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To Stand Up
For the Rights of My People

March 1, 1893 — After alighting from the Teutonic, on the pier, New York City

 

Good morning.

Unbidden I stand upon your shores today, where I had thought so soon to receive a Royal welcome. I come unattended except for the loving hearts that have come with me over the winter seas. I hear that Commissioners from my land have been for many days asking this great nation to take away my little vineyard. They speak no word to me, and leave me to find out as I can from the rumors of the air that they would leave me without a home or a name or a nation.

Seventy years ago, Christian America sent over Christian men and women to give religion and civilization to Hawaii. Today three of the sons of those missionaries are at your capitol, asking you to undo their fathers’ work. Who sent them? Who gave them the authority to break the Constitution which they swore they would uphold?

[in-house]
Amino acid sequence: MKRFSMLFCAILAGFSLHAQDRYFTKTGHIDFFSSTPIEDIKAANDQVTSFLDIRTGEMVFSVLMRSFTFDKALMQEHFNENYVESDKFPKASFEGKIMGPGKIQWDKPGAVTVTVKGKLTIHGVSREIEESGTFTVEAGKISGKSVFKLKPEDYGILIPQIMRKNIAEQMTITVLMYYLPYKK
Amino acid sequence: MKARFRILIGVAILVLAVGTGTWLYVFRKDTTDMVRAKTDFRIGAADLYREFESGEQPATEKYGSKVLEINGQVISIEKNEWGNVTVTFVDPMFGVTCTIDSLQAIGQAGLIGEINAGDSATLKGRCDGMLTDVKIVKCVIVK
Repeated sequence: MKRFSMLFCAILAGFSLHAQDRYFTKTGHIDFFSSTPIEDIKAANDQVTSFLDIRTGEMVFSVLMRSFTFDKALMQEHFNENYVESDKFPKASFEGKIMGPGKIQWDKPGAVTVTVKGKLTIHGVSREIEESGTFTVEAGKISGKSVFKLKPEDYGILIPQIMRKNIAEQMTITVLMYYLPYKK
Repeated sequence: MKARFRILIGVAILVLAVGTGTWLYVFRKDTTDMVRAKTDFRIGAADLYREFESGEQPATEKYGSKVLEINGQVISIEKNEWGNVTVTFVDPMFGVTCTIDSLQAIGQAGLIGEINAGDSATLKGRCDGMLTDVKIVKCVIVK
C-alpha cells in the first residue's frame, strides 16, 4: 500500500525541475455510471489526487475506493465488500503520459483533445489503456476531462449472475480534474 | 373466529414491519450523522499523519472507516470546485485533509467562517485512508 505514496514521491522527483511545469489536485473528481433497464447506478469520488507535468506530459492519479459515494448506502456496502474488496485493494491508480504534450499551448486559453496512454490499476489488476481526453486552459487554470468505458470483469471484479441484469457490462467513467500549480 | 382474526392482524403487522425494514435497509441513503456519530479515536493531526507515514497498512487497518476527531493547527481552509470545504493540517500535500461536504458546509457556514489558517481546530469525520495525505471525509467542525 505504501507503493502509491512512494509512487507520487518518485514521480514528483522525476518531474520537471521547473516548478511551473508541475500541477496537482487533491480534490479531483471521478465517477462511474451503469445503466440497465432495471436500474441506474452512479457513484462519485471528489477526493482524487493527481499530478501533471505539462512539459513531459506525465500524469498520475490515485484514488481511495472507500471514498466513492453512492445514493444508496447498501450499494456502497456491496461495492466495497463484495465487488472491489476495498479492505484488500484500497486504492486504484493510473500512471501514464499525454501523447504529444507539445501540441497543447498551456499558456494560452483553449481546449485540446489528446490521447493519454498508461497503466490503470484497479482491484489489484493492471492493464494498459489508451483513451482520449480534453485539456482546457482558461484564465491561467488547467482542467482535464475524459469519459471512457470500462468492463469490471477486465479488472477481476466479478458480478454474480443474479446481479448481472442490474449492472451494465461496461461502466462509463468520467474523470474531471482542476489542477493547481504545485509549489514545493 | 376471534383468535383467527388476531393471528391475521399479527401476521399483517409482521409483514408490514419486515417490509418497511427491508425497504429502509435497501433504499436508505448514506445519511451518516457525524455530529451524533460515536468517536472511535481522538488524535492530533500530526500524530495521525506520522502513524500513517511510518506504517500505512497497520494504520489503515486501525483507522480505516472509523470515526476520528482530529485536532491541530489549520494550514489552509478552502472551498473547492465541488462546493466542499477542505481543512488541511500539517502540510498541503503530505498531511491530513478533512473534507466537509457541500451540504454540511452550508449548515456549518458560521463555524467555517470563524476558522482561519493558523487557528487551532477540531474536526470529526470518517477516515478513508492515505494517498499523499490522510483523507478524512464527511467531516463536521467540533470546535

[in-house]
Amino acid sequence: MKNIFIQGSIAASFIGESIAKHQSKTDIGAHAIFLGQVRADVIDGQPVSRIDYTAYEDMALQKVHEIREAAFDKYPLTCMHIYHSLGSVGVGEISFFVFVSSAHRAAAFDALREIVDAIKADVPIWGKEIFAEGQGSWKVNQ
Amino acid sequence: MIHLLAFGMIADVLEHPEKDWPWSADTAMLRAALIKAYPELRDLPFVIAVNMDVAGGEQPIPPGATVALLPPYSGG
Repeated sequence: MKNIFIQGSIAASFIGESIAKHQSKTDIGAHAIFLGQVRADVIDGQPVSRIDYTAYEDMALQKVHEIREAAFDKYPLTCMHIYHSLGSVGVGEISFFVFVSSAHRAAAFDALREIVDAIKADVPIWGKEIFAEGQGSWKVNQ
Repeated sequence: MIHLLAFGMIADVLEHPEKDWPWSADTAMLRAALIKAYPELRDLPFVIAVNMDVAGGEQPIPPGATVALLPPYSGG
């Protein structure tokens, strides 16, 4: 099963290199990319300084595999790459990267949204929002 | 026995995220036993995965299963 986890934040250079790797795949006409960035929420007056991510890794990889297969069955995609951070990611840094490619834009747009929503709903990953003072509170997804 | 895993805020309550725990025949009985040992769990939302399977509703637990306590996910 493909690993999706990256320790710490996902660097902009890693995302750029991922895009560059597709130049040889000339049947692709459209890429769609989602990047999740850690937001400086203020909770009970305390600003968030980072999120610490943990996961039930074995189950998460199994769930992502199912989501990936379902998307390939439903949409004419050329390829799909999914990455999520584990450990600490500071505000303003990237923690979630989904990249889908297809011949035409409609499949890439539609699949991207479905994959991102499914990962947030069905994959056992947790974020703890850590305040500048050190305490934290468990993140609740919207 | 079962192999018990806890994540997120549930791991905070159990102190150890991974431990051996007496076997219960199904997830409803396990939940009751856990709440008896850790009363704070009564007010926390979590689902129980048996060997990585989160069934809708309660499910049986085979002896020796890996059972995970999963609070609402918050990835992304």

Today, I, a poor, weak girl, with not one of my people near me and all of these statesmen against me, have the strength to stand up for the rights of my people. Even now I can hear their wail in my heart, and it gives me strength and I am strong. Strong in the faith of God. Strong in the knowledge that I am right, strong in the strength of seventy million people who in this free land will hear my cry and will refuse to let their flag cover dishonour to mine!

 

 

Source: Princess Ka’iulani of Hawaii: The Monarchy’s Last Hope, by Kristin Zambucka (Honolulu: Mutual Publishing) 2005, pp. 57-58.